A fugitive terrorist blew himself up shortly before midnight yesterday at the metro station Cité Intilaka in Tunis after police officers surrounded him, an interior ministry spokesman said.
Interior Ministry spokesman Sofiène Zaâg told private Radio Mosaique that officers surrounded the wanted militant, Aymen Smiri, in the suburban Tunis neighborhood of Intilaka and opened fire.
Zaag said that the ministry had put out a photograph of this unsafe terrorist element and told the people to contact the security or military units if they found any information.
Witnesses said Smiri, reportedly in his early 20s, was wearing women's clothing at the time of the attack.
There were no other injuries or damage reported.
Italy looks to surprise versus China
As befitting a meeting of the Asian and European champions, the game produced some of the slickest action of the World Cup. Forward Li Ying gave Bartoli fits with her dribbling and she made the Italian defenders work with her unsafe crosses.
Alleged iPhone XI, iPhone XI Max, and iPhone XIR CADs Leaked
This encouraged Apple to concentrate more on China market and for this, it is releasing new models confined to China only. If Apple does manufacture an iPhone with this feature, several other markets will be interested in it as well.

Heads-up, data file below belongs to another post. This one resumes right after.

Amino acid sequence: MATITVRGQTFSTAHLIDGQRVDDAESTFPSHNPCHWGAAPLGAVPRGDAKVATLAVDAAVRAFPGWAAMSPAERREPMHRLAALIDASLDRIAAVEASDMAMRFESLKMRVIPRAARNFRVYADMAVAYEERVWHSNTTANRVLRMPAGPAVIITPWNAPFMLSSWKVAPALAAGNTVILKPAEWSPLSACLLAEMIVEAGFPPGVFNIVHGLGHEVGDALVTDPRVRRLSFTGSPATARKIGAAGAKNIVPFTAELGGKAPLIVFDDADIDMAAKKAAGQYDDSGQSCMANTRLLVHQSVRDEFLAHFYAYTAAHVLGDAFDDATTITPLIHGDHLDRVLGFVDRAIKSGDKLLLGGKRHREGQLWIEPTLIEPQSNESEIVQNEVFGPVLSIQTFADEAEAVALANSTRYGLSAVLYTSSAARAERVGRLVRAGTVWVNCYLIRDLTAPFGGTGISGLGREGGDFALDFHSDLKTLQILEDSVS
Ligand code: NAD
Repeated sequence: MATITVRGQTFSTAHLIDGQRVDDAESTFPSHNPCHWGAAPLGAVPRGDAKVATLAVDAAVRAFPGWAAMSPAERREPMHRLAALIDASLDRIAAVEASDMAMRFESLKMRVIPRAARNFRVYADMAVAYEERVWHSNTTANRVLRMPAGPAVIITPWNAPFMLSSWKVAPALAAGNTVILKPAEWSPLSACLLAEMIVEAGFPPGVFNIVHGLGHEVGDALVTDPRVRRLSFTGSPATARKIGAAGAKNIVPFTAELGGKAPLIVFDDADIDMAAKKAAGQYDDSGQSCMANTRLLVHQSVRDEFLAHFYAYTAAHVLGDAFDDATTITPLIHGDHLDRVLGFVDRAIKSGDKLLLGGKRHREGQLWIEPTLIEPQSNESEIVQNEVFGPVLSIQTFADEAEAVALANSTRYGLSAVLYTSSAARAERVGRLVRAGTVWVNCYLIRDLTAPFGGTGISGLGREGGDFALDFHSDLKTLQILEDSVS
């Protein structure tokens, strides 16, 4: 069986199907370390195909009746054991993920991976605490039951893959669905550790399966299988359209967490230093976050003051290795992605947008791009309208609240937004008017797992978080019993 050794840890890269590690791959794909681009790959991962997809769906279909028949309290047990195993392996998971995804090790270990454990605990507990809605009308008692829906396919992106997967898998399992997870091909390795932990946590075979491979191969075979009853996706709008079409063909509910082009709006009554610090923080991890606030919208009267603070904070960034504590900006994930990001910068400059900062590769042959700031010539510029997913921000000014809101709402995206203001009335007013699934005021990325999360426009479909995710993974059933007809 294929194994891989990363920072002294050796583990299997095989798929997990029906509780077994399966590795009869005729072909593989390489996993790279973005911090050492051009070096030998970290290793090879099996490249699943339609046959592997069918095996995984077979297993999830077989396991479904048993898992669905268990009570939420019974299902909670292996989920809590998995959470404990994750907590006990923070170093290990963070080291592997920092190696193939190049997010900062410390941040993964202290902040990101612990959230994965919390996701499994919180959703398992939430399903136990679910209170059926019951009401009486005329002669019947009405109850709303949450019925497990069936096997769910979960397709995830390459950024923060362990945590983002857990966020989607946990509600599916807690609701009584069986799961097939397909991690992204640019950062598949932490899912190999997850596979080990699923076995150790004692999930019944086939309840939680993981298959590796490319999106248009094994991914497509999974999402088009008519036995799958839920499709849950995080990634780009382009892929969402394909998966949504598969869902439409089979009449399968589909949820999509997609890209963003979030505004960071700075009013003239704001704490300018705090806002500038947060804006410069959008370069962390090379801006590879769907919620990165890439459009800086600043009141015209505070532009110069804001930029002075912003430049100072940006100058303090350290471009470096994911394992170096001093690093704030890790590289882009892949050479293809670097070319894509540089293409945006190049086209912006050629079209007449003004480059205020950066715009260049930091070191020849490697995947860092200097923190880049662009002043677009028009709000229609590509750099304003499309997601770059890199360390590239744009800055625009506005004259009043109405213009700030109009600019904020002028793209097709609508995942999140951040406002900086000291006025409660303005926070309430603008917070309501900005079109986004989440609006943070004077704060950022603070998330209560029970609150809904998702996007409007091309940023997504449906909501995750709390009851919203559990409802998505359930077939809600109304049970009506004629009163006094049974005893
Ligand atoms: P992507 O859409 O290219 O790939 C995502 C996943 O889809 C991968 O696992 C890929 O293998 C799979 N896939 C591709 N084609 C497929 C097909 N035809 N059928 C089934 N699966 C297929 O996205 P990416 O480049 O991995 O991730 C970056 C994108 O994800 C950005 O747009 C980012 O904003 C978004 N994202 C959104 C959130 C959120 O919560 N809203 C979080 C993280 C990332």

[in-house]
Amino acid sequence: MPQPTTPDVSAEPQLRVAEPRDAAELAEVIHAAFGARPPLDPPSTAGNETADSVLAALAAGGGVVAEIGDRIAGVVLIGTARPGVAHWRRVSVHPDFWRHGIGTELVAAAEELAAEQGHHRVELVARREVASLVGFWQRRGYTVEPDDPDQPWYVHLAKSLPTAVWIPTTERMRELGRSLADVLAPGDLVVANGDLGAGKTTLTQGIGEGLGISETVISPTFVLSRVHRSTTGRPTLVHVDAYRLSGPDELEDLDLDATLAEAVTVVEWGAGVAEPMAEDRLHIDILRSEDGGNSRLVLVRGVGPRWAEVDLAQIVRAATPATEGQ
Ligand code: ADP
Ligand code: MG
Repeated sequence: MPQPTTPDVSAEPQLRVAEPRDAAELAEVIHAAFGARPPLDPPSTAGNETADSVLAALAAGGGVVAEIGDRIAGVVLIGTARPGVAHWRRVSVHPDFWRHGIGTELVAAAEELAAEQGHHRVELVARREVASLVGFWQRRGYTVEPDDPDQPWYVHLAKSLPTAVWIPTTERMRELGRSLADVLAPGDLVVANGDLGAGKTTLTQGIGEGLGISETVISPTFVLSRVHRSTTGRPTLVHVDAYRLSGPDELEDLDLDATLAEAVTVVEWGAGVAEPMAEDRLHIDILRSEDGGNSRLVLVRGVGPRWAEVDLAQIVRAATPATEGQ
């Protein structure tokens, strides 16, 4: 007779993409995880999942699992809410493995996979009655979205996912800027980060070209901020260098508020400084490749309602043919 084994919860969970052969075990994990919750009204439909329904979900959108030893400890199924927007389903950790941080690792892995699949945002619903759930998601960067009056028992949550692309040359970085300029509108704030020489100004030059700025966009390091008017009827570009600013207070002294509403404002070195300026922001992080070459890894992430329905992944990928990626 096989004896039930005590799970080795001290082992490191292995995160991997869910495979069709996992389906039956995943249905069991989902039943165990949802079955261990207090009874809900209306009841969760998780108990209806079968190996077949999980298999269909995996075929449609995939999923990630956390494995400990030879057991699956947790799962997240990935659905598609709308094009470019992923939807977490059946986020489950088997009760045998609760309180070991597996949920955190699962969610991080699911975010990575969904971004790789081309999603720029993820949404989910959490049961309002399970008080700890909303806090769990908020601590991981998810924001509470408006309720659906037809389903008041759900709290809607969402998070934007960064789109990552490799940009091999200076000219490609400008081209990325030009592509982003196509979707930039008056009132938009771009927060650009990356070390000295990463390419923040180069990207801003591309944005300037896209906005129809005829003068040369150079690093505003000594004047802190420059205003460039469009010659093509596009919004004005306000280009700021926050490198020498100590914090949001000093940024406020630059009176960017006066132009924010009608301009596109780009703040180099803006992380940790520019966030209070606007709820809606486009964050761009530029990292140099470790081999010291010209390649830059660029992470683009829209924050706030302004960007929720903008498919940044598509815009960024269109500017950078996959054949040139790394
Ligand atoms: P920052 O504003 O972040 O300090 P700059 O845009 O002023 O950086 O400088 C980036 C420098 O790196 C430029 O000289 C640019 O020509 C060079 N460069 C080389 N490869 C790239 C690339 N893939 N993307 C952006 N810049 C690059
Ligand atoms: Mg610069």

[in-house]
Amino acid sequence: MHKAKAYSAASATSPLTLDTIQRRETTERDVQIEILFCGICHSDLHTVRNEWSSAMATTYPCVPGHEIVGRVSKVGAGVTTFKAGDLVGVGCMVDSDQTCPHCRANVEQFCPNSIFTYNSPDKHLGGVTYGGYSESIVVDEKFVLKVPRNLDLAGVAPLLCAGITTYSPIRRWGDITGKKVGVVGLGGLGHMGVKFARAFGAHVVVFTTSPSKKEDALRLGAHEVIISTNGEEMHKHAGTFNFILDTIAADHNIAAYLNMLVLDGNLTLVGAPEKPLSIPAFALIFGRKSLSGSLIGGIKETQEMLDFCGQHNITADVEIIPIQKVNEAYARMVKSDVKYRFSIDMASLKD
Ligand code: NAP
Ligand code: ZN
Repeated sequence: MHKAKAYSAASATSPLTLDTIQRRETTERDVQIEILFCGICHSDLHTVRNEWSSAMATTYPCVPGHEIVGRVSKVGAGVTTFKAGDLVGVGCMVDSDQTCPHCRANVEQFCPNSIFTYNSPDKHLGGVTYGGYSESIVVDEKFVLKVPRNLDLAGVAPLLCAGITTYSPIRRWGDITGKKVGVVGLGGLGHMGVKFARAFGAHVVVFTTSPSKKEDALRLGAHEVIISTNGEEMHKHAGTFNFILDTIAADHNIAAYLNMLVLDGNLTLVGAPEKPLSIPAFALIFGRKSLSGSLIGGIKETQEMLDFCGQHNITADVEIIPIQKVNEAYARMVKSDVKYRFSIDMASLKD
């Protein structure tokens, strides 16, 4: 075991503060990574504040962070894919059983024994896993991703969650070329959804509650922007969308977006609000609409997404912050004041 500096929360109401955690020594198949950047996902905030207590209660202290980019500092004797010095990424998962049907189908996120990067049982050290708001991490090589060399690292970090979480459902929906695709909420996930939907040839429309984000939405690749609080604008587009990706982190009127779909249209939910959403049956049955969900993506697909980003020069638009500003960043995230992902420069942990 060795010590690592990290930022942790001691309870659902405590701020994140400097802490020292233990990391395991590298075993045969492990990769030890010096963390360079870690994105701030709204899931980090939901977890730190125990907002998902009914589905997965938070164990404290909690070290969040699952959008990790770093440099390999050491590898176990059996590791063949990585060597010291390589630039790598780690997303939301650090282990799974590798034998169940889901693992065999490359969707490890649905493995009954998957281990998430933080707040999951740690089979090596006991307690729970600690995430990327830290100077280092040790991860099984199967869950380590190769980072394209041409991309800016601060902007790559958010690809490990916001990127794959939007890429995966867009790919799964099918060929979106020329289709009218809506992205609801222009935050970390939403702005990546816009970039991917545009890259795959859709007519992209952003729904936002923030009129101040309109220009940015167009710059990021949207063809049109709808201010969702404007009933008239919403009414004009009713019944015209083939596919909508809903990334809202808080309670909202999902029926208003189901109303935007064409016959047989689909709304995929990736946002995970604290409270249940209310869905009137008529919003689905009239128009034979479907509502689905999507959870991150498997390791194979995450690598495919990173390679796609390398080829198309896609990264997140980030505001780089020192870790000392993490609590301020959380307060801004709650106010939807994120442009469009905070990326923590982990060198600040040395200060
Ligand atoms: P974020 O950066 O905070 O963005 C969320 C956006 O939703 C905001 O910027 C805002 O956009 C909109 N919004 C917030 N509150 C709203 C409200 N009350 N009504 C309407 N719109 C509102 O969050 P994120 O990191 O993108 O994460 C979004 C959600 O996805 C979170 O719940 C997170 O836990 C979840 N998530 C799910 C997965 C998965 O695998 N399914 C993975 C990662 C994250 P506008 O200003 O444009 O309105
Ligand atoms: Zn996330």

‘Stranger Things’ arrives in ‘Fortnite’ with upside down portals
As spotted by Fortnite Intel , players have noticed the portals appear around the Mega Mall , a location added to the in-game landscape in season 9.
Tunisia has been battling militant groups in remote areas near the border with Algeria since an uprising that overthrew former leader, Zine Abidine Ben Ali in 2011.
Last October, a woman blew herself up in the centre of Tunis, wounding 15 people, including 10 police officers, in an explosion that shattered a long period of calm after dozens of people died in militant attacks in 2015.
Tunisia, the birthplace of Arab Spring, has been beset with high unemployment which has stoked unrest in recent years. Islamic State claimed responsibility.
Authorities in Tunisia say the man who was the alleged "brain" behind twin suicide bombings that shook the capital last week was killed while being pursued by police.